I read this in the Psalms today. I read either a whole or partial Psalm every day, depending on the length. I want it to be short enough to actually chew on for a few minutes. Today, I read Psalm 44. Verses 4-8 spoke to me strongly.
You are my King, O God; ordain salvation for Jacob! Through you we push down our foes; through your name we tread down those who rise up against us. For not in my bow do I trust, nor can my sword save me. But you have saved us from our foes and have put to shame those who hate us. In God we have boasted continually, and we will give thanks to your name forever.
I don't believe it can be said that I have any literal "foes" or enemies. I don't know of anyone who hates me (although there's this girl at work...never mind). But things rise up against us all the time. All of the things that we struggle with in our lives are things that "rise up against us." Stephanie's "high-functioning autism" is our foe. We believe that God is treading down our foes. We believe that, in his name, we are "more than conquerors," as Paul says in Romans 8. And we will give thanks to his name forever.
In other, more exciting news, we received the genetic testing results back from Dr. Amy Yasko's people Saturday. Hold on, let me go get it.
Thanks for waiting...
This is called a "Nutrigenomic Test." It's got more stuff I don't understand than I have ever seen in one place before. We will be taking this to Dr. Hamel on Friday, hoping like crazy that he will be able to make something of it.
One thing, though that we have been able to discern from these results, is that...Stephanie is a mutant.
Ok. That was a tad tongue-in-cheek, but really not so far off. This child has tons of mutated genes. We aren't really sure how to respond to this. It makes me want to test everyone in the family. I mean, she gets her genetic make-up from her mother and me, so in a twisted kind of way, this is all our fault?
One of the significant mutations is in the COMT "single nucleotide polymorphisms." (If there is anyone out there who understands this stuff, please help me!!) The change in the V158M significantly decreases the activity of the COMT enzyme. Stephanie has double mutations in two of the three COMT genes which is like a double-whammy in enzyme activity.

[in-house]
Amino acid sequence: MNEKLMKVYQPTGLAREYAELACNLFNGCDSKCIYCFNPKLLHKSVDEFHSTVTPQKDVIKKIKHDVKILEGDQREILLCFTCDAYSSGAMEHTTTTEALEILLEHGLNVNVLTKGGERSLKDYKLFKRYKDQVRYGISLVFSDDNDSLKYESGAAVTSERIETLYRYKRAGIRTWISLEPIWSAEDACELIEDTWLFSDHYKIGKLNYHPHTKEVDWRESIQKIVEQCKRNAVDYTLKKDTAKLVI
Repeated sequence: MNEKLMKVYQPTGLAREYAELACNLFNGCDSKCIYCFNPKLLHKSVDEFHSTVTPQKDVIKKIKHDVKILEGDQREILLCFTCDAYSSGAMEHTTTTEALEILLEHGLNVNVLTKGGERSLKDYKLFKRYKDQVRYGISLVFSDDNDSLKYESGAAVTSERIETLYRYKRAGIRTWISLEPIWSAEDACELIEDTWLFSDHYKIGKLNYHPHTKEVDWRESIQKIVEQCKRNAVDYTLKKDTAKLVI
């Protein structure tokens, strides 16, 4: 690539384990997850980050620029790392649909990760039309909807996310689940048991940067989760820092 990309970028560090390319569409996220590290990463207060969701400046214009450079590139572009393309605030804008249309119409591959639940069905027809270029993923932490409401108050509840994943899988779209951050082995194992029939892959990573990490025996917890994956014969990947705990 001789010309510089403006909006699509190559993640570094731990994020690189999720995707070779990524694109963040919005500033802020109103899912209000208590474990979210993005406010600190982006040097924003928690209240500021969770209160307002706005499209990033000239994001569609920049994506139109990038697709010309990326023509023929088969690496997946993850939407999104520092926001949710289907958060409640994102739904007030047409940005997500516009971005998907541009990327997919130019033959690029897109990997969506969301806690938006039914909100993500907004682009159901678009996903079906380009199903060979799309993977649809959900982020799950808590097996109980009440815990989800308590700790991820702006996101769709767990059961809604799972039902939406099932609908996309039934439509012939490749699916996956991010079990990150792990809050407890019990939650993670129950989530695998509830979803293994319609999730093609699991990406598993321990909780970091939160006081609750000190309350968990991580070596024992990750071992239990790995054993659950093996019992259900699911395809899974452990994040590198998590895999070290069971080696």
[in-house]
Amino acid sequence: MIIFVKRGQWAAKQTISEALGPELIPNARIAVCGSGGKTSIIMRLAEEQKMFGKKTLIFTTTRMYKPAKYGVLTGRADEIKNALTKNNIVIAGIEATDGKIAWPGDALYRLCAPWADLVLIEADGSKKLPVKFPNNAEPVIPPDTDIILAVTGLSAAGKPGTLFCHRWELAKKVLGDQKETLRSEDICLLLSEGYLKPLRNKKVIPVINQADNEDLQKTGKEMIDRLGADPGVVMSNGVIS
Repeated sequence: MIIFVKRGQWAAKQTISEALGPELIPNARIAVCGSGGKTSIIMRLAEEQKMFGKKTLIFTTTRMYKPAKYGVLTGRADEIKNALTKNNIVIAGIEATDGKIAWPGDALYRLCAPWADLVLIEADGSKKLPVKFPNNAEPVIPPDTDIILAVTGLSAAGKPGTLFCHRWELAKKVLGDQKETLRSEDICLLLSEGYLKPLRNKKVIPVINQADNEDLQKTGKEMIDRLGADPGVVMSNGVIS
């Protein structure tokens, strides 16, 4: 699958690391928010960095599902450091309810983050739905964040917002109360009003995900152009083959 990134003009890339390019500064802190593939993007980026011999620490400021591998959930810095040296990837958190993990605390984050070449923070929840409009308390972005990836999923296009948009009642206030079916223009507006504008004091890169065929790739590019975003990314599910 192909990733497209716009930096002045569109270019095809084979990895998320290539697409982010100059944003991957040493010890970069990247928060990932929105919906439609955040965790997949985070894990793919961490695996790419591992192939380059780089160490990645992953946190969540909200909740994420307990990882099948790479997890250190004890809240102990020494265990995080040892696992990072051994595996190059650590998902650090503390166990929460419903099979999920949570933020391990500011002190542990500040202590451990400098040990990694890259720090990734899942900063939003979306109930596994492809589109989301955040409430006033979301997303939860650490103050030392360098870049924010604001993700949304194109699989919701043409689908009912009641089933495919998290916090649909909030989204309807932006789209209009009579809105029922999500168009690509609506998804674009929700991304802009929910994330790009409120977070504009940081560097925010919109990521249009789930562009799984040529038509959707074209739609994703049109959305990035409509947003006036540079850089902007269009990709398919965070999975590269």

By the way, all of these affect the methylation process, which has been found to be severely curtailed in people with ASD.
In the VDR Bsm/Taq gene, she has a double mutation (this means that ther is a change in both sets of the genetic make-up, mine and Christi's). This means that her dopamine levels are reduced.
In the case of the MTHFR gene (I'm not going to tell you what the "Mercury Moms" call this gene...use your imagination...), there are two. In one, Stephie is -/-, indicating both sets are normal, but in the other, she is +/+, indicating mutations in both sets.
Like I said, even though there is a book that came with this test, and a dvd set with lectures by Dr. Yasko, it is still very difficult to understand. She talks at a high technical level, and is hard to grasp. She also doesn't check for typos, which can be annoying.
But, she does seem to have a strong grasp on this stuff, and maybe some ways to help.
If you are interested in looking at her materials, you can find her at several different sites. The one that I go to most is Autism Answer. I believe that there are links to her other sites from that one.
Like I said, we are going to share this information with Dr. Hamel and hope that he can figure something out. This should help us dramatically in knowing what kinds of treatments will help and what kinds won't. For example, based on the results concerning the MTR and MTRR genes, massive doses of B12, which has been shown to help other autistic kids, won't help Stephanie very much, because all of hers are either -/-, indicating no change, or +/-, indicating a change in only one set.
I'm sorry if I have confused everyone. I'm also sorry if my lack of understanding has muddled things even more. Be patient with me, I'm still learning.
But, then, we never want to stop doing that, do we?